UnitedHealth’s artificial intelligence denies the error claims, the lawsuit says

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For years, vital decisions about who gets Medicare coverage have been made in the back offices of health insurance companies. Now, some of those life-changing decisions are being made by AI software.

At least that’s the claim of two families who sued UnitedHealth Group this week, saying the insurance giant used emerging technology to deny or shorten rehabilitation periods for two elderly men in the months before their deaths.

They say UnitedHealth’s artificial intelligence, or AI, makes “rigid and unrealistic” decisions about what it will take for patients to recover from serious illnesses and deny them care at skilled nursing and rehabilitation centers that should be covered under Medicare Advantage plans, according to a federal lawsuit filed in Minnesota by the estates of two elderly patients in Wisconsin. The lawsuit, which seeks class-action status, says it is illegal to allow artificial intelligence to override doctors’ recommendations for these men and patients like them. Families say such evaluations should be done by medical professionals.

The families indicate in the lawsuit that they believe the insurance company is depriving elderly patients of care who would not fight back even though evidence shows that artificial intelligence does a lackluster job of assessing people’s needs. They say the company used algorithms to determine coverage plans and override doctors’ recommendations despite the AI ​​program’s staggeringly high error rate.

More than 90% of patients’ claim denials were overturned by internal appeals or a federal administrative law judge, according to court documents. But in reality, only a small number of patients have challenged the algorithms’ decisions. A small percentage of patients – 0.2% – chose to fight claim denials through the appeals process. The vast majority of people insured through UnitedHealth’s Medicare Advantage plans “either pay out-of-pocket costs or forego the remainder of their prescribed post-acute care,” the suit says.

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Lawyers representing the families suing the Minnesota-based insurance giant said the high rate of denials is part of the insurer’s strategy.

“They’re putting their own profits ahead of the people they’ve contracted with and then are legally obligated to cover them,” said Ryan Clarkson, a California attorney whose law firm has filed several cases against companies that use artificial intelligence. “It’s that simple. It’s just greed.”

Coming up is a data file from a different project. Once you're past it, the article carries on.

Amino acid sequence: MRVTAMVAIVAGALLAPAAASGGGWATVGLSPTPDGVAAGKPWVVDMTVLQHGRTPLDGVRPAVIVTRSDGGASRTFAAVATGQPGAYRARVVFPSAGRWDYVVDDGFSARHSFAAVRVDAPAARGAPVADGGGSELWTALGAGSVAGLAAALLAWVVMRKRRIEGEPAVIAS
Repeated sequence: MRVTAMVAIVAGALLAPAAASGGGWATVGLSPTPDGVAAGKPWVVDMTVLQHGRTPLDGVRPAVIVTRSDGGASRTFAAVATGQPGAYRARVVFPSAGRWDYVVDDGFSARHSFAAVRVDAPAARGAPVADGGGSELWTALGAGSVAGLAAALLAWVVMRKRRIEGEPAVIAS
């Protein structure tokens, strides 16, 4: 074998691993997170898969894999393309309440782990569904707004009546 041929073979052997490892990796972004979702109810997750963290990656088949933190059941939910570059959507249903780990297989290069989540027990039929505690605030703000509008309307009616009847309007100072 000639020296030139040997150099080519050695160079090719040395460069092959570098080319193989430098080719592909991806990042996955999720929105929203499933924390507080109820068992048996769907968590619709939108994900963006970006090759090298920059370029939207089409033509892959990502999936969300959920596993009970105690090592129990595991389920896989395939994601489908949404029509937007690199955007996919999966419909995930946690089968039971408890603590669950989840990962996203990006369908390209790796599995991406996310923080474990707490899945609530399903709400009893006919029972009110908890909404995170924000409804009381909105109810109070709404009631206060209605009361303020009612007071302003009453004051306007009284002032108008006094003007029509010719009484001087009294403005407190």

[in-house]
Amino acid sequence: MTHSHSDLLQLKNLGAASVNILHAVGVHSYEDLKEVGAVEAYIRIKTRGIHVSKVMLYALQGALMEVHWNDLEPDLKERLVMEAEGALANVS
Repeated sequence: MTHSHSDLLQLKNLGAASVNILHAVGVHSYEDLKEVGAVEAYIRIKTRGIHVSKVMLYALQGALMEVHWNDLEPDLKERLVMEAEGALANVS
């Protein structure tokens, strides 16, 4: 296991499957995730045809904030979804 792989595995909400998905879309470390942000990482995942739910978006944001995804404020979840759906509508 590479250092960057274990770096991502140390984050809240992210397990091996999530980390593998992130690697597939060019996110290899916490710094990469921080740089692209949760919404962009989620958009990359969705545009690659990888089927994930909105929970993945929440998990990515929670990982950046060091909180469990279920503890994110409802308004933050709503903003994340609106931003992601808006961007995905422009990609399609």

naviHealth’s AI software, which was cited in the lawsuit, is not used to make coverage decisions, UnitedHealth told USA TODAY in a statement.

“The tool is used as a guide to help us inform providers, families and other caregivers about the type of assistance and care a patient may need both in the facility and after returning home,” the company said.

The company said coverage decisions are based on Centers for Medicare and Medicaid Services and consumer insurance plan standards.

The company said: “This lawsuit has no merit, and we will defend ourselves vigorously.”

Lawsuits of this kind are not new. They are part of a growing body of lawsuits.

In July, Clarkson’s law firm filed a lawsuit issue v. CIGNA Healthcare alleging the insurer used artificial intelligence to automate claims denials. The company has also filed cases against the maker of ChatGPT OpenAI And Google.

Families pay for expensive care that is denied by the insurance company

The plaintiffs in this week’s lawsuit are relatives of two deceased Wisconsin residents, Jane B. Loken and Del. Henry Tetzloff, both of whom are insured through UnitedHealth’s private Medicare plans.

In May 2022, Loken, 91, fell at home and broke his leg and ankle, requiring a short hospital stay followed by a month in a rehabilitation facility while he recovered. Lukin’s doctor then recommended physical therapy so he could regain his strength and balance. The Wisconsin man spent less than three weeks in physical therapy before his insurance company terminated his coverage and recommended that he be discharged from the hospital and sent to recover at home.

A physical therapist described Luken’s condition as “paralyzed” and “weak,” but his family’s pleas to continue covering treatment were denied, according to the lawsuit.